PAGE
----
Measurement of urinary and fecal iron excretion: Urinary iron excretion can assist in evaluation of desferrioxamine effects (about half of total iron excreted in urine) or deferiprone (over 80% of iron excreted in urine) while fecal iron excretion can assist in evaluation of deferasirox [19].

Treatment of iron overload

Iron chelation therapy: Iron chelation therapy is the main way to treat iron overload in beta thalassemia major. The goals of iron chelation therapy are to prevent iron stores from reaching levels at which tissue damage occurs and to remove excess iron already present, thereby reversing tissue/organ dysfunction [23]. Effective protection against iron toxicity requires detoxification of both extracellular iron stores (non-transferrin bound or labile plasma iron) and intracellular iron stores (labile iron pool). NTBI and LPI appear within minutes of clearing of the iron chelator from the body. Once low levels of iron have been achieved, it is theoretically more appropriate to reduce the dose than to interrupt or decrease the frequency of iron chelator [38].

Types of iron chelators

Conventional iron chelators: 1-Desferrioxamine (DFO) is the major iron-chelating treatment of transfusional iron overload [39]. The standard recommended dose is 20-40 mg/kg by slow subcutaneous (SC) infusion over 8-12 hours using an infusion pump for 6 nights a week [40]. SC bolus of desferrioxamine twice daily may be indicated when an infusion pump is not available or when 10-hour infusions are not tolerated [41] and may be also considered if the patient is not at high risk of heart disease [19]. Intravenous desferrioxamine in highrisk β-thalassemia can be used in either 24-hour continuous infusion or intermittent high dose for 8-10 hours per day [42].

2-Deferiprone was first licensed for use in thalassaemia in India, followed by European Union and other countries outside US and Canada, in 1990s [43]. According to official European licensing agency (EMEA), Deferiprone could be used as a second line drug for removing iron in patients who are unable to use Desferrioxamine or in whom DFO therapy has proven ineffective [8]. Deferiprone daily dose that had been evaluated most thoroughly is 75 mg/kg/day in three divided doses [44].

3-Deferasirox had been licensed as first-line monotherapy for thalassemia major in over 70 countries worldwide including the US and the EU [45]. The drug is taken orally, once daily, preferably before meal and is dissolved in water (or apple juice) using a non-metallic stirrer. A recommended dose is 20-30 mg/kg [46].

Silymarin as new era in iron chelation: Silymarin is a flavonolignan complex isolated from Silybin marianum which is already being used for the treatment of liver disorders characterized by degenerative necrosis and functional impairment [47]. It protects hepatocytes from injury caused by ischemia, radiation, iron overload, and viral hepatitis [48].

Besides its hepatoprotective activity, several studies have shown that silymarin is a strong antioxidant that is capable of scavenging both free radicals and reactive oxygen species. By inhibiting lipid peroxidation, silymarin protects against hepatic toxicity induced by a wide variety of agents [47].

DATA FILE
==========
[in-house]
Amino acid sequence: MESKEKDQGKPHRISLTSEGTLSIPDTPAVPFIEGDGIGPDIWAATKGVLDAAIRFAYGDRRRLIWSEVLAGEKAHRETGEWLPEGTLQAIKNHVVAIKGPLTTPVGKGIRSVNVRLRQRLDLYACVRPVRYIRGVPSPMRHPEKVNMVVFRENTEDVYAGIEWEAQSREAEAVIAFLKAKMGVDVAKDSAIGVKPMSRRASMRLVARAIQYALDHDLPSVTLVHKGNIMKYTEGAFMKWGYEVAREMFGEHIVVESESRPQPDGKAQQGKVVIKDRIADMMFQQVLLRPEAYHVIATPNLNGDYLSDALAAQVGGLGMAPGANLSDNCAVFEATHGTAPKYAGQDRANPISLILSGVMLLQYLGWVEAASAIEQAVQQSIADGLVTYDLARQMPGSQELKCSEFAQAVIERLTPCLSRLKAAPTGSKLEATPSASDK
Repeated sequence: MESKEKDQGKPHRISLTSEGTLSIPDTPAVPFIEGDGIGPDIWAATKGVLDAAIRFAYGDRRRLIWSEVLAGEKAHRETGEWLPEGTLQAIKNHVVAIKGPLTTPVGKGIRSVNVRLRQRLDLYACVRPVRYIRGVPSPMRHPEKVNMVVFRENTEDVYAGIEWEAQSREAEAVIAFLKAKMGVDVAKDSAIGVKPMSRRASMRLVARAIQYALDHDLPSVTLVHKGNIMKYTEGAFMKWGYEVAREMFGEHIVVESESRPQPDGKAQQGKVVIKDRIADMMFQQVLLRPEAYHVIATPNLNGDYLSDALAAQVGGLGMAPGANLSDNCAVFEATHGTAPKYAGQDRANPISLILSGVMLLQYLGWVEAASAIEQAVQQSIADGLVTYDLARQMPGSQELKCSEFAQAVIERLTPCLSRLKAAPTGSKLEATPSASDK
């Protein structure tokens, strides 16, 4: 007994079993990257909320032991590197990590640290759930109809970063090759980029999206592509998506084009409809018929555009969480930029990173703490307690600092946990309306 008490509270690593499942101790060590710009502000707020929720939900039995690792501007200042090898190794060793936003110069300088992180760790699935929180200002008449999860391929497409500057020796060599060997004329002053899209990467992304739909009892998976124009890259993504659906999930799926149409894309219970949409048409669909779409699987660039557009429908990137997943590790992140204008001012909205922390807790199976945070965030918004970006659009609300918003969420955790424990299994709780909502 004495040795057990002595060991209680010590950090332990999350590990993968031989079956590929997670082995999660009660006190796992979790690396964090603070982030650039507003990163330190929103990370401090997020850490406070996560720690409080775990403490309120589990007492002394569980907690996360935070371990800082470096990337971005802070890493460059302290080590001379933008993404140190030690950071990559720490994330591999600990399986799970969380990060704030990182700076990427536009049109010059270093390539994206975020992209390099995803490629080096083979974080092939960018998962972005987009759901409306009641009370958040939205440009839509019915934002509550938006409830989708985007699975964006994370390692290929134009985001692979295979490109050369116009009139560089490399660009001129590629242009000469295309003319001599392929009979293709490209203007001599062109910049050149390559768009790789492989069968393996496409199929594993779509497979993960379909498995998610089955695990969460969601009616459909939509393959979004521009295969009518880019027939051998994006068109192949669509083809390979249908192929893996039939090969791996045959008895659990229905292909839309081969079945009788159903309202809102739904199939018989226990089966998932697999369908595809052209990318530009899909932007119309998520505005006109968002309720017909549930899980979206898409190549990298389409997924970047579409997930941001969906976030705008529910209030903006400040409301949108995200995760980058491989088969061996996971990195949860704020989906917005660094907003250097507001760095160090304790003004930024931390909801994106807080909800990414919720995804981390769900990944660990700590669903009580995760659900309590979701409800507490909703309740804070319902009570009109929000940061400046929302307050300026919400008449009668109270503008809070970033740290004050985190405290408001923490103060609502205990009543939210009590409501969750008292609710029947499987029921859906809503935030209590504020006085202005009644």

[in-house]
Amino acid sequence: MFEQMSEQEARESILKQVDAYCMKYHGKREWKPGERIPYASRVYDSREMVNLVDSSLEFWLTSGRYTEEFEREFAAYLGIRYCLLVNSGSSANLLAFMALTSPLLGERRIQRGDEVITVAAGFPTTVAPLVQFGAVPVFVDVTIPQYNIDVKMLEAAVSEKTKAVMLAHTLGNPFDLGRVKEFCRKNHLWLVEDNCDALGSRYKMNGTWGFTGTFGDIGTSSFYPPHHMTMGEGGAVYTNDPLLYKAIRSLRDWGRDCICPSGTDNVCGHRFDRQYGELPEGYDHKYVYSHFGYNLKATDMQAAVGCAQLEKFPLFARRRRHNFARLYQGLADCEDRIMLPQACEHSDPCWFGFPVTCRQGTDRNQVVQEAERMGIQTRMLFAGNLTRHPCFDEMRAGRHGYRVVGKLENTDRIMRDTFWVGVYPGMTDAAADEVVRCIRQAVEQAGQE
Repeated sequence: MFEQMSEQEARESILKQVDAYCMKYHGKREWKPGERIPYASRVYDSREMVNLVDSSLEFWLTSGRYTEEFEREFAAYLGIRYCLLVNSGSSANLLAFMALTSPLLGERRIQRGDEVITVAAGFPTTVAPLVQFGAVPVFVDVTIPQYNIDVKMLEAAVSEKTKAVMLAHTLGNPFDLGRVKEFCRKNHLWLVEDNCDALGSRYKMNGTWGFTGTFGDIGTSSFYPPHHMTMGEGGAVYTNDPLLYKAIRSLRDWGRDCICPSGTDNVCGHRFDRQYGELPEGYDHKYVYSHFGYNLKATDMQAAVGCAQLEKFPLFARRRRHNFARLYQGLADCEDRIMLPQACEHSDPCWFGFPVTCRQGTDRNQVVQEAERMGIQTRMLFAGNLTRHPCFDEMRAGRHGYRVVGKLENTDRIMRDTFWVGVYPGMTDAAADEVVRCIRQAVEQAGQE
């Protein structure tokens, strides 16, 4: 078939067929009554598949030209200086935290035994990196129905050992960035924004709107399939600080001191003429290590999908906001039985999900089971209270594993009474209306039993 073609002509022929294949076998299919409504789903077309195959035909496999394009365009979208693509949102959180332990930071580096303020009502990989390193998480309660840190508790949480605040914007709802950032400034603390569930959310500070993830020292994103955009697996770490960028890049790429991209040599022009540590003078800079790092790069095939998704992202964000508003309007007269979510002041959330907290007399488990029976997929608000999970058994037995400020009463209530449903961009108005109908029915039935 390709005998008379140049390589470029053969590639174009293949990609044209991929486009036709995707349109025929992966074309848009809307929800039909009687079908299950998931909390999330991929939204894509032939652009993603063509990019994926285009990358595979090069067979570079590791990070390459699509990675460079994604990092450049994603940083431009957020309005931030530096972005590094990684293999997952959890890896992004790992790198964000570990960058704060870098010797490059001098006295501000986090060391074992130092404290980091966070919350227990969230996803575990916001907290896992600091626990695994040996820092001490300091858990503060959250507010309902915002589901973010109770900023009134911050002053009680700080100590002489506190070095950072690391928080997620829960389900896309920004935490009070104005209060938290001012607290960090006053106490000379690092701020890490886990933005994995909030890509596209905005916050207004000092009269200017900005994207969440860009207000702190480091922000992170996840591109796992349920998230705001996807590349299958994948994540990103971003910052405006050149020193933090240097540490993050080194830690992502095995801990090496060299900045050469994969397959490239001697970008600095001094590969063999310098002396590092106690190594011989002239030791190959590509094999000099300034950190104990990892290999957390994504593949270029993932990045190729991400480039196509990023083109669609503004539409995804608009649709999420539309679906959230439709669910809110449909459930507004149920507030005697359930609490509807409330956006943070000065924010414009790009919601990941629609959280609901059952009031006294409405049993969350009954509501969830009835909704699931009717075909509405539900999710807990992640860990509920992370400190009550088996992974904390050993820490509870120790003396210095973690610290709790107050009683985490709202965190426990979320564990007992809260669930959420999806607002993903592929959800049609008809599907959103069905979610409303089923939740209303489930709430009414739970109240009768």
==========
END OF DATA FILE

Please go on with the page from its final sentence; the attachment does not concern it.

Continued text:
In beta thalassemia with iron overload a wide range of antioxidants are depleted and there is an interest in the use of antioxidants or naturally occurring products with antioxidant properties in thalassemia syndromes with iron overload [19]. Silymarin has also iron chelating activities however but little is known about the biochemical mechanisms of action of these substances [49]. There are some studies designed to investigate the therapeutic activity of silymarin in patients with thalassemia major under conventional iron chelation therapy [50-52].

Gharagozloo et al. [50] investigated the therapeutic activity of oral silymarin in patients with thalassemia major under conventional iron chelation therapy in 3 months randomized, double-blind, clinical trial in 59 beta-thalassemia major patients who were randomized to receive a silymarin tablet (140 mg) three times per day plus desferrioxamine (group I) or desferrioxamine and placebo (group II). Clinical and laboratory tests were assessed at the beginning and the end of the trial. This study revealed that combined therapy of silymarin and desferrioxamine were well tolerated and more effective than desferrioxamine and placebo in reducing serum ferritin level. Significant improvement in liver alkaline phosphatase and glutathione levels of red blood cells was also observed in silymarin-treated betathalassemia patients.

Moayedi et al. [51] studied therapeutic effects of silymarin in β-thalassemia major patients in randomized double-blind, placebo-controlled study. Patients were treated with combination of desferrioxamine and silymarin (n= 49) or desferrioxamine and placebo (n=48) for 9 months. The serum levels of ferritin, iron, total iron-binding capacity, soluble transferrin receptor, hepcidin and liver function were determined at the baseline and after 9 months therapy. Serum ferritin levels decreased significantly from the beginning to the end of silymarin treatment (3028.8 ± 2002.6 vs. 1972.2 ± 1250.6 ng/ mL); however, no significant changes in serum ferritin was observed in the patients receiving placebo (2249.0 ± 1304.2 vs. 2015.6 ± 1146.8), significantly reduced serum iron, serum hepcidin and soluble transferrin receptor and significant improvement in liver function tests was observed in silymarin group in comparison with placebo and they concluded that silymarin is effective at reducing iron overload in patients when used in conjunction with desferrioxamine.